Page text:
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Nathan is a first-year Politics student from Phoenix.
Course title: Politics (BSc Econ)
Year of graduation: 2025
Nathan is a committee member of the student Politics Society, a member of the Polo Club, and keeps busy with lots of other student societies across campus.
Why did you decide to apply to study in the UK?
There are a number of reasons I decided to apply to study in the United Kingdom. The opportunity of gaining exposure to a unique culture and history of a beautiful nation is a huge benefit. The UK also offers a reasonable cost, an alternative to schools in the US. While international fees are not cheap, the cost is comparable to that of an instate school. Finally, I must say I was a bit tired of the desert and the UK provided a vastly different landscape for me to explore.
What made you choose Cardiff?
Out of the five universities I applied to there was something special about Cardiff. For starters, everyone I had talked to recommended Cardiff as an amazing city and a great university. When making my decision, I took into account so many different things but in the end, I decided that Cardiff would be the best for me given its connections to the Welsh government and the beauty of the city in general.
How did you find the application process?
The application process was at first intimidating to me. I remember being confused and a bit nervous when first approaching UCAS as it was very different to our application system in the US. After spending time doing my applications I found that UCAS was much more streamlined and easy to use than US application systems. Everything is very easily laid out and it is exceptionally easy to get in contact with someone if you have a question.
What were your first impressions of Cardiff?
The minute I arrived in Cardiff I fell in love. From the Bay to city center, Cardiff is unique in everything it has to offer. I have never felt as though I have nothing to do while living in Cardiff.
Have you found it easy to make friends and settle in?
One of my biggest worries when moving to the UK was that it may be difficult to connect with others. This worry has been proven wrong more times than I could ever possibly count. When you first arrive at university, everyone is looking to make friends and everyone looks out for each other to make sure they’re settling in nicely. I would strongly recommend participating in as many induction week or general course events as you can. By becoming active in clubs and societies you may also meet amazing people. I have made great friends through societies and on my course, the key thing to remember is that everyone is looking for friends when they first get to University.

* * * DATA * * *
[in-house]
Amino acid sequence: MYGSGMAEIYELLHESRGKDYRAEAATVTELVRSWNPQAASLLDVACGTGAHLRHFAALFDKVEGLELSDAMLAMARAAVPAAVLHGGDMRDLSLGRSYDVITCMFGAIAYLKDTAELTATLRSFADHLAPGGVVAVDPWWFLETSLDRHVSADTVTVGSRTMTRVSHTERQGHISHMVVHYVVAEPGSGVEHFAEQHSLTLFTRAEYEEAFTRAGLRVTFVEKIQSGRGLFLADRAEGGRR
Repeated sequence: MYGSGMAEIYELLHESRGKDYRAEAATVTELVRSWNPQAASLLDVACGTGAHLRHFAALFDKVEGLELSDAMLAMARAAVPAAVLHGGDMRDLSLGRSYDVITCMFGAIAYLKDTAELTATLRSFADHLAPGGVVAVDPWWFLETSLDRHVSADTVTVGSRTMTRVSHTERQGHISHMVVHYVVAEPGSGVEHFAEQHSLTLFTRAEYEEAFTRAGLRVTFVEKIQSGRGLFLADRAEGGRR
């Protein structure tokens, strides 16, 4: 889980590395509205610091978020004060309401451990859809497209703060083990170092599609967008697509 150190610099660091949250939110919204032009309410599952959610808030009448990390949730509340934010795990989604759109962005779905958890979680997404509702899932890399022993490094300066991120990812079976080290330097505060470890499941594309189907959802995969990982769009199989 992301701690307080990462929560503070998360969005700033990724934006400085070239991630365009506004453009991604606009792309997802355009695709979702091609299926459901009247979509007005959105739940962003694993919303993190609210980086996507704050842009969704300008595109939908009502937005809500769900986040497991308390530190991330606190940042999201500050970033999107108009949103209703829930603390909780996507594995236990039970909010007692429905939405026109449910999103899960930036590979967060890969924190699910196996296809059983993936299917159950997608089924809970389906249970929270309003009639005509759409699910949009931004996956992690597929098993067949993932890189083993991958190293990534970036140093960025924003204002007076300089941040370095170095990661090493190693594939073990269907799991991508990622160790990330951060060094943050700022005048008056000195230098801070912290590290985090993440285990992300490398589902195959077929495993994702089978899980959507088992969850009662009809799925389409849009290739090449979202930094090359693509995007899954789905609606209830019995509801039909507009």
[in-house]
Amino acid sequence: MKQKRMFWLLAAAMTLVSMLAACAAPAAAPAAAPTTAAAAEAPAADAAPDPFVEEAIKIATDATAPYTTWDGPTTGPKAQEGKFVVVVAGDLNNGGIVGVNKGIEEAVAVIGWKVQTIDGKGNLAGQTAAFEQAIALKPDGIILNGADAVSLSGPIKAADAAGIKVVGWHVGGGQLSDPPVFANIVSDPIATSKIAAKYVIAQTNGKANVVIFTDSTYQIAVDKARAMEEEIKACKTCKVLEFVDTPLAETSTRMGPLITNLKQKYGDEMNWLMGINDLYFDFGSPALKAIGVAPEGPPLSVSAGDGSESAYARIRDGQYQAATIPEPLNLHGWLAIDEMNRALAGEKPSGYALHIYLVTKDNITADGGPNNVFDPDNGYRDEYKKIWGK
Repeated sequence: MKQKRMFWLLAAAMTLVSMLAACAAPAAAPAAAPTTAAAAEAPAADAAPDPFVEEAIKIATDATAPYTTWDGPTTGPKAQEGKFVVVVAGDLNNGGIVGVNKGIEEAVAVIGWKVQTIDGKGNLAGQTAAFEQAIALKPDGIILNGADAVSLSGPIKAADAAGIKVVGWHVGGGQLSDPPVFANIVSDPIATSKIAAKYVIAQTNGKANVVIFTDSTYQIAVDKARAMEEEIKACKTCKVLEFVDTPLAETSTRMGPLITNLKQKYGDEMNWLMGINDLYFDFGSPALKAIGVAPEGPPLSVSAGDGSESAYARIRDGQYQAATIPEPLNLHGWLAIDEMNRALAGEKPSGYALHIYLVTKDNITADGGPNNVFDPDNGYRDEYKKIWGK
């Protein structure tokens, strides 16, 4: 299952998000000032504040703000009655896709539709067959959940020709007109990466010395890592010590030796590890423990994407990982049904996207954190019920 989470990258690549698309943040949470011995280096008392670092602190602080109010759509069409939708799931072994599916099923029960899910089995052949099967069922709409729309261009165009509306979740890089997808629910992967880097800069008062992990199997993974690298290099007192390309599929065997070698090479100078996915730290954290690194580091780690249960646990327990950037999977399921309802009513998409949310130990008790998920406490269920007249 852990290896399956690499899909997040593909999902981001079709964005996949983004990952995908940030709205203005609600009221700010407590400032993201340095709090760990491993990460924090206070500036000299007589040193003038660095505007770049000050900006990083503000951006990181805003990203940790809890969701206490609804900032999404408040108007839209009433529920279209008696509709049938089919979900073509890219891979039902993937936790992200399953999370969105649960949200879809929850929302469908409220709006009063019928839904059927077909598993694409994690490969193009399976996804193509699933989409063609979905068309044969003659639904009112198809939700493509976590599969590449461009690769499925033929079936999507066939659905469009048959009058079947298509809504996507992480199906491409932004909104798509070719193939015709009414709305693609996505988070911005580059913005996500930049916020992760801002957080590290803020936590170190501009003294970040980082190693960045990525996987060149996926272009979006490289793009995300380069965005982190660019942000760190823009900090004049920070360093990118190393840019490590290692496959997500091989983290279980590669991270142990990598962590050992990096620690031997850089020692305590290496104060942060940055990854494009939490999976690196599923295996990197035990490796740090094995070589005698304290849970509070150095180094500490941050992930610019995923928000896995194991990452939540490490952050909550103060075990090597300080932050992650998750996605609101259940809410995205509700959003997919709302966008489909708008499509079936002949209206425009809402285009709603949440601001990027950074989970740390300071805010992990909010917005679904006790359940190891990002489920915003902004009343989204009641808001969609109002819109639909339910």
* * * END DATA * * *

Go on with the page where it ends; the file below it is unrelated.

How have you found your course so far?
I have personally found my course to be absolutely amazing. The lecturers are all experts in their fields and my seminars have provided great learning moments and debates. The coursework is manageable and the guidance resources provided by the University are exceptional. I would say the biggest difference between my course here in the UK and a politics course in the US would be the lack of general education. I am able to jump straight into politics classes without taking anything unrelated to politics. Overall, there has never been a point in my course where I’ve felt I’m learning something useless or that I could spend my time better doing something else.
What’s your favourite thing about the University?
My favourite thing about Cardiff University is all of the social opportunities offered. Getting involved with a range of societies has really been one of the best decisions I think I have made. Societies offer a range of opportunities and rewarding experiences that can truly benefit you in the future.
Do you have any advice for anyone thinking of studying in the UK?
My one piece of advice to someone who is thinking of studying in the UK would be to just apply. When I first applied to study in the UK I didn’t think I’d actually end up here. I thought it would be cool if I got in but I knew next to nothing about studying in the UK until I received my first offer. There is no harm in applying and if you don’t study in the UK you can say you’ve examined your opportunities. However, without taking that first step and submitting an application you won’t get the chance to consider the opportunity if it is presented to you.